Unsurprising given her scholarly interest in civic involvement, Olivia has also been an active participant in the Honors Learning Community. She has most cherished the JSHC trips to see symphonic orchestra performances and musicals. “My favorite was going to the Stranahan Theater to see Rent,” she said. “The show was sold-out and was the last major school event before the pandemic shutdowns began. The energy was electric – palpable, even!”

Next Steps: “I will be returning to UToledo to earn my Master’s of Social Work degree in the Fall and am also working on becoming a licensed social worker.”

John Young

Being an Honors student means more than preparing for a profession. By the time of graduation, JSHC students are trained to be well-rounded persons positioned to take an active role in questioning and changing society. With graduation just weeks away, John Young is ready to leave his mark.John Young

This Political Science major, who will be attending law school in the Fall, has written his Honors thesis scrutinizing the pivotal issue of data privacy in our increasingly digital lives. In it, John explores the ways in which both governmental and corporate policies shape data privacy, how our data is being used by these entities, and the American public’s attitudes about data privacy. He ultimately concludes that, because of a lack of public interest and a strong corporate incentive in maintaining the status quo, that data privacy has been and may remain largely unprotected in the United States.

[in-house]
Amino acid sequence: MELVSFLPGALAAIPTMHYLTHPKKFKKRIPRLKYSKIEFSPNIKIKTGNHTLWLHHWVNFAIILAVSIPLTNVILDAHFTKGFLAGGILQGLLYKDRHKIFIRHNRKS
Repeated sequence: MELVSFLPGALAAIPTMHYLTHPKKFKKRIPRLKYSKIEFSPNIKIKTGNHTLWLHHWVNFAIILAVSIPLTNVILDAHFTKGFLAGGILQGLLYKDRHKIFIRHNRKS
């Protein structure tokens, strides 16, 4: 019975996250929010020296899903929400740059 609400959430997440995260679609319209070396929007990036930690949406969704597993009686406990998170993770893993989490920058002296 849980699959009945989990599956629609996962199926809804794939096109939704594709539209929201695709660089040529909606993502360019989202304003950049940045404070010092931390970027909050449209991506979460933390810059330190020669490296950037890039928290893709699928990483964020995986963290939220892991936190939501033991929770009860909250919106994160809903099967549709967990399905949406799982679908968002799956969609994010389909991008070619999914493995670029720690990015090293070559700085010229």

As an Honors student in Political Science, John benefited from faculty mentorship on his thesis project rooted in the many Honors Learning Contracts he took in his courses to earn the JSHC medallion. He relished this opportunity to work more closely with professors on additional projects and learn more through them, developing in the process, “great relationships with my faculty which have been quite beneficial to me,” he said.

John hopes after law school to either become a U.S. Attorney or work as corporate, in-house counsel for a large company. “Either way, I am very excited to start studying law this coming Fall, as I have been working towards that point in my academic career for the past three years!”

Interesting Personal Fact: “I love being on the water in any way possible, and I am even a certified scuba diver!”

Chi-Chi Igwe

“Community engagement” is more than just a class title for Honors students – it’s a way of life. Chi-Chi Igwe embodies this value through and through, a member of several service organizations on campus and an aspiring physician eager to care for those often overlooked by our healthcare industry.

Chi-Chi IgweA minority student on the pre-med track, Chi-Chi says, “There are many low-income and under-served communities who deserve physicians who look like them. When this happens, the patients see themselves reflected through the doctor caring for them, which often leads to a better understanding of and treatments for the patients.” The Biochemistry major added, “While being a minority pursuing a career in medicine is quite tough, the need for more minority doctors overshadows that in my eyes.”

This sense of overriding purpose clearly animates Chi-Chi’s involvement on campus, too. She is a Presidential Ambassador, a Senator in Student Government, an Event Coordinator in the Minority Association of Pre-medical Students, and a member of Toledo Students for Life as well as the African People’s Association. She’s also an ecstatic member of the Hot Chocolate Club!